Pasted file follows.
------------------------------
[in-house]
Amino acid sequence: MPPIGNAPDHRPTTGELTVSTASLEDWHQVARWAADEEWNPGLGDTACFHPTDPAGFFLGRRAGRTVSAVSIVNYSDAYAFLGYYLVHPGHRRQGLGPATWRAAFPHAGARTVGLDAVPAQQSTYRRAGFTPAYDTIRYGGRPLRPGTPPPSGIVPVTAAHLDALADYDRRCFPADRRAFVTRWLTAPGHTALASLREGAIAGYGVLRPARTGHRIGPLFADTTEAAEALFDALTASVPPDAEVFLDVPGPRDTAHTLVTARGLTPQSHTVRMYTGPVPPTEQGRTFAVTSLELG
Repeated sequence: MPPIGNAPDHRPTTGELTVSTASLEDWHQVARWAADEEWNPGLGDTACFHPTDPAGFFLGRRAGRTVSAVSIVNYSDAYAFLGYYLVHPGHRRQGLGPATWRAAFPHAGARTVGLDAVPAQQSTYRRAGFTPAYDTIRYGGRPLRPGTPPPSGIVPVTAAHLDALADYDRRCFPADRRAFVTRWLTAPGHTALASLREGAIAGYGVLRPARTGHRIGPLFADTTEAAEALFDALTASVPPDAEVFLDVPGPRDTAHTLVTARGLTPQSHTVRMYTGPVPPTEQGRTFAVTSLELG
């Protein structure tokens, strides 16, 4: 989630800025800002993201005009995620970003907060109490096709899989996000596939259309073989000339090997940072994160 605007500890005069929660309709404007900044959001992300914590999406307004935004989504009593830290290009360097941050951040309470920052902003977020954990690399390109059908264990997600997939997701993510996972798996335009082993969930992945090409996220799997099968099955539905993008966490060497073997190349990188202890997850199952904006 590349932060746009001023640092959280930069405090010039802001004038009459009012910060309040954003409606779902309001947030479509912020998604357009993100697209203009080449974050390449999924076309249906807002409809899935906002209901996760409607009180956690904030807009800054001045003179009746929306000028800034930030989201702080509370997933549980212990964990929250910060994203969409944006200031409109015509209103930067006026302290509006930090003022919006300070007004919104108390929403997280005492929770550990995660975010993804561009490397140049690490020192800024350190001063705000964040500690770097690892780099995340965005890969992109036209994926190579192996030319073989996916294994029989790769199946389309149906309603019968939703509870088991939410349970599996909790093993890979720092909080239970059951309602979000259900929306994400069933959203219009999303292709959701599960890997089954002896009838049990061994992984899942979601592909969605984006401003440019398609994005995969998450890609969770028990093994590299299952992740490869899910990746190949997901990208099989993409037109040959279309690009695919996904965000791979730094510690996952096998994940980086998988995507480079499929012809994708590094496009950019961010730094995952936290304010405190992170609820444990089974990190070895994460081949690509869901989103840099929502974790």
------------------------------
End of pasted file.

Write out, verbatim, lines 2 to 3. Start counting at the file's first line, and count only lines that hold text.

Amino acid sequence: MPPIGNAPDHRPTTGELTVSTASLEDWHQVARWAADEEWNPGLGDTACFHPTDPAGFFLGRRAGRTVSAVSIVNYSDAYAFLGYYLVHPGHRRQGLGPATWRAAFPHAGARTVGLDAVPAQQSTYRRAGFTPAYDTIRYGGRPLRPGTPPPSGIVPVTAAHLDALADYDRRCFPADRRAFVTRWLTAPGHTALASLREGAIAGYGVLRPARTGHRIGPLFADTTEAAEALFDALTASVPPDAEVFLDVPGPRDTAHTLVTARGLTPQSHTVRMYTGPVPPTEQGRTFAVTSLELG
Repeated sequence: MPPIGNAPDHRPTTGELTVSTASLEDWHQVARWAADEEWNPGLGDTACFHPTDPAGFFLGRRAGRTVSAVSIVNYSDAYAFLGYYLVHPGHRRQGLGPATWRAAFPHAGARTVGLDAVPAQQSTYRRAGFTPAYDTIRYGGRPLRPGTPPPSGIVPVTAAHLDALADYDRRCFPADRRAFVTRWLTAPGHTALASLREGAIAGYGVLRPARTGHRIGPLFADTTEAAEALFDALTASVPPDAEVFLDVPGPRDTAHTLVTARGLTPQSHTVRMYTGPVPPTEQGRTFAVTSLELG